Sweat and the City

2 Jun

It’s been in the high 80s for days now, which to most of my friends back home in ocean-breeze-cooled Southern California won’t seem so bad.  But this is New York City, Manhattan specifically, which is home to almost 2 million (yes, million) people on 23 square miles.  By comparison, my own hometown of Santa Ana, CA, is 27 square miles, with just around 356,000 inhabitants.  This is actually a lot of people per square mile – about 13,000.  But then you have Manhattan, which has about 87,000 people per square mile.  Eighty thousand?!?  It’s insane, I know.  I have no idea how they’ve managed to quell widespread violence and terror for this long.

What this means in the day-to-day is that you will be living, working, moving, traveling with thousands of people pressed up against you.  All.  Day.  Long.  And by you, I mean me.  Lucky me.  So eighty-degree temps + Eastern seaboard humidity = one unhappy Jho.

Exhibit One:

One sad, sweaty bastard (courtesy of Wired.com)

This guy, in any other city, would be shunned like the black plague of sweaty death.  In New York City, he’s just another guy at the indie band concert.  No one pays any mind.  

The ladies are no better.  On a recent Wednesday afternoon, I decided to explore the near-ish neighborhood of Greenpoint, Brooklyn (someone recommended getting out more to battle my early summer depression).  I took a shower in the morning, as is my wont, and, knowing it would be warm, dressed in shorts and a tank top and headed to the subway.

I failed to realize two very important things:  a) Greenpoint is made up of mostly smaller buildings (less than 6 stories high), and b) Greenpoint has almost no trees.  This will seem irrelevant to you, unless you also know that that day turned out to be the clearest, sunniest, and thereby warmest day of the week.  Oh, and I arrived in Greenpoint just around noon.  Can you say, hello unavoidable, flaming ball of sun?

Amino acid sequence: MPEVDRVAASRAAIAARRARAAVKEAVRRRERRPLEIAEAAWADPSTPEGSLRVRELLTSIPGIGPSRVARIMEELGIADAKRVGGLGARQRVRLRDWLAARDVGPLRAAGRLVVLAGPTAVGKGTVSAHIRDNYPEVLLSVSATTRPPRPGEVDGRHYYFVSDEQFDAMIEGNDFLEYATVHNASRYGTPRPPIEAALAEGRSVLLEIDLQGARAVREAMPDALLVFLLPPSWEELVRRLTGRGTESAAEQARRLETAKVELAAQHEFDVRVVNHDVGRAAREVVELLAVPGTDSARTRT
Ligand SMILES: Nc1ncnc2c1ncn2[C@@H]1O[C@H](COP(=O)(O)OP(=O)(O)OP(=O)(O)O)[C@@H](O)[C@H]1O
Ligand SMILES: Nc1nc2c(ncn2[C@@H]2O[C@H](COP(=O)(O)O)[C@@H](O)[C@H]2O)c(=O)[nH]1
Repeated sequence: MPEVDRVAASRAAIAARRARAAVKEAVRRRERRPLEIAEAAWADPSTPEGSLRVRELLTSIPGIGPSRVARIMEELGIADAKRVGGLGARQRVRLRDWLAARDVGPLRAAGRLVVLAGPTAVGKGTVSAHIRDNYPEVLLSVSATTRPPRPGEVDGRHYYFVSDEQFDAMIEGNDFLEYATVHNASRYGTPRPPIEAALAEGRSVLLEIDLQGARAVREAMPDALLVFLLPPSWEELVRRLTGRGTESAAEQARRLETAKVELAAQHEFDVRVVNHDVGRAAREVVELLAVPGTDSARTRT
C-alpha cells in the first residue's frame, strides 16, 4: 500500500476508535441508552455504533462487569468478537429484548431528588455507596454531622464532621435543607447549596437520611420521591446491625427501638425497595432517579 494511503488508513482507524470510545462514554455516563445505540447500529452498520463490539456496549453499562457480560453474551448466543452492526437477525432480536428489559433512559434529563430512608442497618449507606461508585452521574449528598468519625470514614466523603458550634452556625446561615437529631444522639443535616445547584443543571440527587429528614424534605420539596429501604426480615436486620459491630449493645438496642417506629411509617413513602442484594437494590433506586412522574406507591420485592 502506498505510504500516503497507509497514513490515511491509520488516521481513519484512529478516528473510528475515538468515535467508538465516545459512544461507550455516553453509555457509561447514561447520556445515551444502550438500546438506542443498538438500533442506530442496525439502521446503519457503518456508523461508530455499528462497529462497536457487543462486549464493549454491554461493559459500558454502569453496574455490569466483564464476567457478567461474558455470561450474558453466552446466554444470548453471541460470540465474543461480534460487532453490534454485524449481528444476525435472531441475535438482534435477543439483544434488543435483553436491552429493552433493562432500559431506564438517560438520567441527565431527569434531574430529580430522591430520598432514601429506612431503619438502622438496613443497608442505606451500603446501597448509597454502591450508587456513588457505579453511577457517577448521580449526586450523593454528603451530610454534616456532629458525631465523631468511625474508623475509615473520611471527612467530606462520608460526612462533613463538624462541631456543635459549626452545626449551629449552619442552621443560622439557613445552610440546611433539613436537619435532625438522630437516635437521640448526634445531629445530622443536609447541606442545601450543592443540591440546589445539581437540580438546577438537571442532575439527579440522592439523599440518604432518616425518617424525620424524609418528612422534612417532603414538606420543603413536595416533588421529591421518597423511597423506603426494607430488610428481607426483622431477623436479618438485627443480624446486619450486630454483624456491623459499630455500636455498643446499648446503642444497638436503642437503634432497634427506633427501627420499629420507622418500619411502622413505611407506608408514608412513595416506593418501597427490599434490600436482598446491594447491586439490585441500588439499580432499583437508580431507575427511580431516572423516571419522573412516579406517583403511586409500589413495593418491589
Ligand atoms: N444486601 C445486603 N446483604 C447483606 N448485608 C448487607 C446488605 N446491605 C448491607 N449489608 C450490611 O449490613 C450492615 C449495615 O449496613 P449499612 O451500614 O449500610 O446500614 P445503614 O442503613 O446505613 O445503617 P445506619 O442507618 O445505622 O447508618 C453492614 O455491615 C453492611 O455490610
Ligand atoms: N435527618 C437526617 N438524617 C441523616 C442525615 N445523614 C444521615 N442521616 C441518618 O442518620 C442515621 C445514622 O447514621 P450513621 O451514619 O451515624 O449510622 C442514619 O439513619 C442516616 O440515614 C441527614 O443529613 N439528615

When I finally arrived back home, foot-sore (I developed one terrible blister from my damned, sweaty flip flops) and exhausted, the first thing I did was take a cold shower and then collapse on the sofa.

An hour later, I was re-dressed and heading out to a Mets-Phillies game, courtesy of a last-minute invite from a friend with extra tickets.  At the game, I learned two other important lessons: a) always bring a hat if you leave the house and it’s still sunny out, and b) wear long shorts (or pants) to baseball games.

Within seconds of finding our seats, I began to sweat profusely, thanks to the complete lack of shade in our upper-upper-upper deck section and the excrutiatingly-slowly setting sun.  Also, sweatiness, short shorts, and plastic theater seating do not go together.  Unless you enjoy the feeling of your sweat pooling under you as you slowly roast in your seat.

Several hours, one hot dog, and one burger-and-fries later, I enjoyed my third shower of the day.  Yes, folks, third.  As in 3.  I’m sorry, I know I’m supposed to be more environmentally conscious and conserve water, but I needed that shower.  All through the game, I had fantasized about filling the bathtub with ice and sleeping in it.  This was my best compromise.

Today promises to be slightly cooler, in the low 80s.  If I ever leave the apartment.

As always, rockin’ on in the stinky, sweaty city,

Jho

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